Kent State student takes charity trek across U.S.

Christina Stavale

For Kent State nutrition major Katie Spotz, biking is more than a way of staying in shape. It is her way of helping the thousands of Americans each year suffering from lung disease.

Through mountains, valleys, forests and farmlands, 40 bikers, including Spotz, completed a cross-country trip this summer that most people can only dream of. The fundraiser was sponsored by the American Lung Association.

From June 26 to August 12, riders biked 3,300 miles through 12 different states. Known as The Big Ride, the trip gave dedicated individuals a chance to bike from Seattle to Washington, D.C.

Each of the bikers, ages 16 to 71, were required to raise $5,500 in sponsorship. Xerox sponsored $2,000 for Spotz, while she collected the rest of her money from local businesses, friends and family. Overall, The American Lung Association managed to raise $25,000 for lung disease from this event.

“Going into the race, I was nervous and excited,” Spotz said. “It was such a large amount of money to raise, and I didn’t know any one else participating.”

Her enthusiasm for the cause and her passion for biking, however, guided her throughout the ride.

Spotz learned about The Big Ride through the American Lung Association’s Web site. After watching both of her grandmothers suffer from lung disease, Spotz knew that she wanted to participate in order to help others suffering from the same things.

“There are so many different kinds of lung disease, from asthma to chronic obstructive pulmonary disease,” said DeWeese Health Center nurse Joyce Schroder. “As busy as students are with their studies, I think it’s great that people are still willing to go out of their way to help those in need.”

Spotz began biking as a way to stay in shape because it was easier on her body than running. Last semester, she biked from Kent State to her home in Mentor on the weekends to prepare and train for The Big Ride. She biked 100-250 miles a week.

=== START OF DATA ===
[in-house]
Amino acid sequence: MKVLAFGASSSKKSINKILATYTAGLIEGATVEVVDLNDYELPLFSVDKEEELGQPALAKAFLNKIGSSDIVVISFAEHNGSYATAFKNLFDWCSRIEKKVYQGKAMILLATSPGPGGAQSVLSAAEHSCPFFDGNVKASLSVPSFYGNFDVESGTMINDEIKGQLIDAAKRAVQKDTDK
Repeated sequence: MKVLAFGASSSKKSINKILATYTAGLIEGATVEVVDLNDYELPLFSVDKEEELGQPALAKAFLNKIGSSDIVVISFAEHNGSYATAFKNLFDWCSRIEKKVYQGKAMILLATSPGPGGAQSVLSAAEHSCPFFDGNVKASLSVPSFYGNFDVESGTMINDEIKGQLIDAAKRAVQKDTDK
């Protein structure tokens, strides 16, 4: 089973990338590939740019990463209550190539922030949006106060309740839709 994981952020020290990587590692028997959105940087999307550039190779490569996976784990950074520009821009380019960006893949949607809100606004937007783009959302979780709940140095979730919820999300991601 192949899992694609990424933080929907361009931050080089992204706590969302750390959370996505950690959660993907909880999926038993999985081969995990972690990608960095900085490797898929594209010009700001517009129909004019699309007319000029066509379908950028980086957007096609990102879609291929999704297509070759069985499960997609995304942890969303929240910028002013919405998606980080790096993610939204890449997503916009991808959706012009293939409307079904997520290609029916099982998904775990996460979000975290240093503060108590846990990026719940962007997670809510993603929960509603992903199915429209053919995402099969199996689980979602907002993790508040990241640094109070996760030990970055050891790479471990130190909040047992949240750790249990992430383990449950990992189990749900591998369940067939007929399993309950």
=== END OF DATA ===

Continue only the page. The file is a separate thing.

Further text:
“It really is the best of both worlds, to do something you love, and at the same time, help others,” she said.

The Big Ride was a 48-day event, with 40 days of biking and eight days of rest. The riders stopped in cities such as Billings, Montana; Madison, Wisconsin; Burton, Ohio and Gettysburg, Pennsylvania.

On a typical day, they woke up at 6 a.m. and were on the road by 7:30 a.m. Depending on the length and difficulty of that day’s course, they finished between noon and 5 p.m. after biking an average of 83 miles a day.

While on the road, Spotz and the other riders faced many challenges.

“During the first three days in Washington, there were record high temperatures. It even reached 115 degrees one day,” she said.

Other challenges included mountainous terrain, high winds and bugs. With these challenges, however, came the chance to experience firsthand the many beautiful landscapes across the United States. Spotz said her favorites include “the bad lands of South Dakota and the forests of Pennsylvania.”

Nursing major Kim Slowbe has also participated in biking events to help others for the past six years and said that she would “absolutely” be interested in participating in events such as The Big Ride. She plans to get involved in more biking events when she graduates.

Such an accomplishment is a once in a lifetime opportunity, yet Spotz states that she would like to do something similar again, but perhaps in a different country.

Contact features correspondent Christina Stavale at [email protected].